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Fringe 2009

The Tailor of Inverness – Krawiec z Inverness
The Studio, Holden Street Theatres, 34 Holden St Hindmarsh, Sat Feb 28

The Tailor of Inverness combines affectionate remembrances, stark tales of upheaval and the notion that, fundamentally, we can never be quite sure from where we have come.
Matthew Zajac presents the story of his father’s journey from Eastern Europe to Inverness, where he arrived to start a new life in 1948. Do the conflicting accounts of his trek suggest guilt, confusion or simply the desire to forget?
Zajac delivers the play with passion and humanity, supported by Gavin Marwick’s evocative violin. Despite the myriad sights and sounds that appear on stage, it is with one voice that the play speaks to its audience.
The performance is handled with skill and care by all involved.
By looking deeply into the history of his father and his extended family, Zajac has ultimately learned more about himself.

David Robinson

The Tailor of Inverness continues at The Studio, Holden Street Theatres, until Sun Mar 22

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Scarborough
The Manse, Holden Street Theatres, 34 Holden St Hindmarsh, Sun Mar 1

Two lovers, Lauren and Daz, are away on a dirty weekend to celebrate his approaching 16th birthday. There is, however, a complication - Lauren is nearly thirty, and she’s his teacher. This issue is at the heart of Fiona Evans’ 40 minute emotional rollercoaster.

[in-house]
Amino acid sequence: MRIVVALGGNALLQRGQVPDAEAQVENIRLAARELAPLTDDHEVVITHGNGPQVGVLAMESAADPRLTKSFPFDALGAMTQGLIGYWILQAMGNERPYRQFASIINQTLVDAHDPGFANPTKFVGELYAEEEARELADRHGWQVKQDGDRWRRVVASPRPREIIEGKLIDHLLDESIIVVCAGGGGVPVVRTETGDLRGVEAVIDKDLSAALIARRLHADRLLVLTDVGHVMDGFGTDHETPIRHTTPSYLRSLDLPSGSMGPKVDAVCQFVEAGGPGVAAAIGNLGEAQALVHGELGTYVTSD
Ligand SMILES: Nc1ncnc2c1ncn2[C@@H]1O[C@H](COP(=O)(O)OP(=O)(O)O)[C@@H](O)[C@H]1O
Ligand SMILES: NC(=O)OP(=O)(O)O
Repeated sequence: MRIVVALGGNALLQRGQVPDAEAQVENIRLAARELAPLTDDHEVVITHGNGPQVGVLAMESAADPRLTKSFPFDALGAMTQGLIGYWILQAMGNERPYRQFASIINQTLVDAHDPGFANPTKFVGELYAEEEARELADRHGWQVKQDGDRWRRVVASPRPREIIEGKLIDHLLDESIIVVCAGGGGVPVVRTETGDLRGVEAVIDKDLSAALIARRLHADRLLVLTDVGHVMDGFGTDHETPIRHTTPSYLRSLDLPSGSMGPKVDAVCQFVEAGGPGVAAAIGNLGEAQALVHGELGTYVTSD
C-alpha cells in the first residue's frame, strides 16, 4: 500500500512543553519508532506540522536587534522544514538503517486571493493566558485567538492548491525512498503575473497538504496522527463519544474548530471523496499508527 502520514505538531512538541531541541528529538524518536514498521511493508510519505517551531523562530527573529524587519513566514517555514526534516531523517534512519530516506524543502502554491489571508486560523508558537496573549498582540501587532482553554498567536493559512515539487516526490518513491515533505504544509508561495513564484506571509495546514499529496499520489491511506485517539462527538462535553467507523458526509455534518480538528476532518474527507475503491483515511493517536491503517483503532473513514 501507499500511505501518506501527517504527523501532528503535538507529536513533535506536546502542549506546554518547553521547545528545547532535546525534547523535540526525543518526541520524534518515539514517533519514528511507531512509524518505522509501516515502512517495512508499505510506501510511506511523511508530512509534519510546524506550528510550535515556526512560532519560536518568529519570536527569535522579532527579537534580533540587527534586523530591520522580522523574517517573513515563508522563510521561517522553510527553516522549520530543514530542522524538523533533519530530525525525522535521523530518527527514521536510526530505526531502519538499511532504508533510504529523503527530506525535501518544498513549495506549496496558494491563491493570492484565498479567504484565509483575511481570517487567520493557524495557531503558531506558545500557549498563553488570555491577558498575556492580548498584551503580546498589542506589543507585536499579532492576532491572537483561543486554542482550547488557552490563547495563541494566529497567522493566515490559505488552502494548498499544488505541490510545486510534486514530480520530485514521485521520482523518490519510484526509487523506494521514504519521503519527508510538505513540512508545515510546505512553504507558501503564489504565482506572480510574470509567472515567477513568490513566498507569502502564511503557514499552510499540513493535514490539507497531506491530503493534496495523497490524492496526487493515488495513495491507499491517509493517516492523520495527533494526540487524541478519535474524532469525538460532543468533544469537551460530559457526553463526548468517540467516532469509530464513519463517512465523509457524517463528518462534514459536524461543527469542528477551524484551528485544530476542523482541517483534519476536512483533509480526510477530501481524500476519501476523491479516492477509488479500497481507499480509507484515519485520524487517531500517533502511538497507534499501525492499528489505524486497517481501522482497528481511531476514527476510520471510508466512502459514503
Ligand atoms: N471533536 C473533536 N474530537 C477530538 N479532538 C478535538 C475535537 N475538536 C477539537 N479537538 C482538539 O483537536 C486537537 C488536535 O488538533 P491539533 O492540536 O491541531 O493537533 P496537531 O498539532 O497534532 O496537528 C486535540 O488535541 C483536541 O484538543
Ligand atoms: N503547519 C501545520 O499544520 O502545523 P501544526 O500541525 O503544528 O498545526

The audience, doubling as flies-on-the-wall, stand silently wherever there is space on the set. Undoubtedly, this weekend will challenge the nascent relationship, and there is more than a hint of inevitability about the outcome.
Evans doesn’t judge too harshly and her slice of life covers somewhat familiar, and potentially dangerous, ground without preaching. The writing is expressive and powerful yet it remains believable in the main. The actors do a fine job in an intimate and unusual setting, and every once in a while I forgot I was watching a play.

David Robinson

Scarborough continues at The Manse, Holden Street Theatres, until Sun Mar 22

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The Planets
Pilgrim Uniting Church in the City, 12 Flinders St Adelaide, Fri March 6

Despite the piano duet score being the original version of English Composer Gustav Holst’s best-known work, I took my seat wondering just how two instruments could possibly convey the myriad aspects of the orchestral work. I needn’t have wondered; Thomas Saunders and Andrew Georg played beautifully, the mood of each of the seven movements was effectively conveyed.
I was amazed that the nuances of the orchestral suite could still largely be found in this performance. It is a credit to Holst as a composer, and to the two gentlemen playing on Friday evening, that the full majesty of the piece was readily apparent.
The house lights could have been turned off to enhance the ambience, and those who chose to bring young children might have been better advised to stay home, but the music won the day.

David Robinson

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Renee Geyer
Garden of Unearthly Delights – The Spiegeltent, Rundle Park Adelaide, Sat March 7

Renee Geyer, by her own admission, has been performing to appreciative crowds for the best part of four decades. I could feel the crackle of anticipation in the air as a tightly-packed Spiegeltent awaited her arrival.
Backed by the accomplished Jeff Burstin and Bruce Haymes, Geyer delivered a solid set of eight songs that showcased what she does best – sing. Geyer possesses a great voice and she used it well, presenting a range of standards and a couple of her hits to keep the punters happy. There was plenty of banter, and a little audience participation, but it was the presentation of the songs that remained the key to the evening’s success. The band built their sound around Geyer’s soulful vocals, while still allowing themselves to show their musical worth to the audience.